Geo never forgot the vast swarm of box jellyfish he encountered when diving in Hout Bay off Cape Town, South Africa. He had no camera then, but the experience sparked a passion for jellyfish. He fantasised about creating a picture of a huge mass of them, moving ‘like a firework display in slow motion’, their tentacles like star trails. Though Geo occasionally found small groups of box jellyfish around South Africa’s Cape Peninsula, it was seven years before he came across another mass gathering. It was in exactly the same location, in water cloudy with plankton. The 500 or so tightly packed cube-shaped bells would shoot forward when they saw him. Though these small jellyfish have no central nervous system, they have clusters of eyes on the four sides of their bells so, unlike most other jellyfish, they can jet away. ‘Visibility was bad, and so I needed to manoeuvre them so that they were nearer the surface and I could look up at them and outline them against the sunlight,’ Geo says. Swimming into the mass, he braved the stings from their tentacles. With skilful positioning of his strobes to light rather than bleach those in the foreground, he managed to capture the otherworldly image he had in mind.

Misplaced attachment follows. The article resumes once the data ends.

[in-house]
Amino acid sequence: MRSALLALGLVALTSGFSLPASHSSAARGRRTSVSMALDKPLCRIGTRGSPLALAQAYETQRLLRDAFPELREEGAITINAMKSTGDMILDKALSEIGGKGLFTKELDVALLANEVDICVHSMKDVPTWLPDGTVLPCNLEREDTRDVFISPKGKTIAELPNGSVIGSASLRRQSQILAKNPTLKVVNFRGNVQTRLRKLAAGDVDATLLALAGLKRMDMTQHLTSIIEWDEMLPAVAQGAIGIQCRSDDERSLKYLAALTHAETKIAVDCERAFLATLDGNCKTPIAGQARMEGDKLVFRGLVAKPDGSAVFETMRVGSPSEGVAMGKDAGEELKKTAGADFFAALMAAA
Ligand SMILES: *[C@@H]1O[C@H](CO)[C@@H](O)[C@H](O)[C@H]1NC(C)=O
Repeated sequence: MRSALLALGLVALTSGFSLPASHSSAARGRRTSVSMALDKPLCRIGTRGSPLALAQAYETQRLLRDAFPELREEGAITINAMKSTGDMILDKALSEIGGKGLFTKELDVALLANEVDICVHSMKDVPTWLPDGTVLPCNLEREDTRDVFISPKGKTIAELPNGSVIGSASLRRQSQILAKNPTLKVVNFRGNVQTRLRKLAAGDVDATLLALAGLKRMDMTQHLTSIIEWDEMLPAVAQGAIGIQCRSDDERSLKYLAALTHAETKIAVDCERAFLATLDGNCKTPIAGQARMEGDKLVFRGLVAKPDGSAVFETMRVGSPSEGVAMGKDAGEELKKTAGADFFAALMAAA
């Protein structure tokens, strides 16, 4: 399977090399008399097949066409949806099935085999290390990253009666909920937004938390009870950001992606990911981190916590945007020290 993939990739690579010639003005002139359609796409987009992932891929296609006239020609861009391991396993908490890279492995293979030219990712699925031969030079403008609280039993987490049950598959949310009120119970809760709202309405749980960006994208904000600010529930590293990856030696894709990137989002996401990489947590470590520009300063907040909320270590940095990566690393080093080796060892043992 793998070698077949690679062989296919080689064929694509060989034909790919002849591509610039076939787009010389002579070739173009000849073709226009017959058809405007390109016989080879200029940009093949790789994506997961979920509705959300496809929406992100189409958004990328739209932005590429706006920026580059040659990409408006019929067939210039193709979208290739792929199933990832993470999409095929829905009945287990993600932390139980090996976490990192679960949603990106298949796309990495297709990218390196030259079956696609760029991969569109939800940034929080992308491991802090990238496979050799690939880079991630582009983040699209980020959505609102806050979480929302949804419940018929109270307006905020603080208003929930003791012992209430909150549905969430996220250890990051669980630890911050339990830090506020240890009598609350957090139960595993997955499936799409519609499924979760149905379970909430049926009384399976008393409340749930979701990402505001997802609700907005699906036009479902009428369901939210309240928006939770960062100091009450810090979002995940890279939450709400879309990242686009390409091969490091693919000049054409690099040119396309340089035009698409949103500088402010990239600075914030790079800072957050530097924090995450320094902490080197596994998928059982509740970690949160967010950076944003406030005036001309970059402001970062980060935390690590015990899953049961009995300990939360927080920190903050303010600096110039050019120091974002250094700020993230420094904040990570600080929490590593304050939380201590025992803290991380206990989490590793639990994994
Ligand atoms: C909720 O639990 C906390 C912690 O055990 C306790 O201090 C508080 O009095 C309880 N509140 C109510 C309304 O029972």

Nikon D300 + Tokina 10–17mm f3.5–4.5 lens at 10mm; 1/320 sec at f16; ISO 160; Seatool housing; two Inon Z-240 strobes.
Hout Bay, South Africa
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Geo Cloete, South Africa
Most of Geo's work is created along Cape Town's coastline - but his love of exploring and discovering the unknown also leads him to work in far-off places. His work has allowed him to document previously unknown animal behaviours. He strongly believes that sharing the beauty and wonders of the ocean will cultivate the awareness and love that the ocean and its creatures deserve.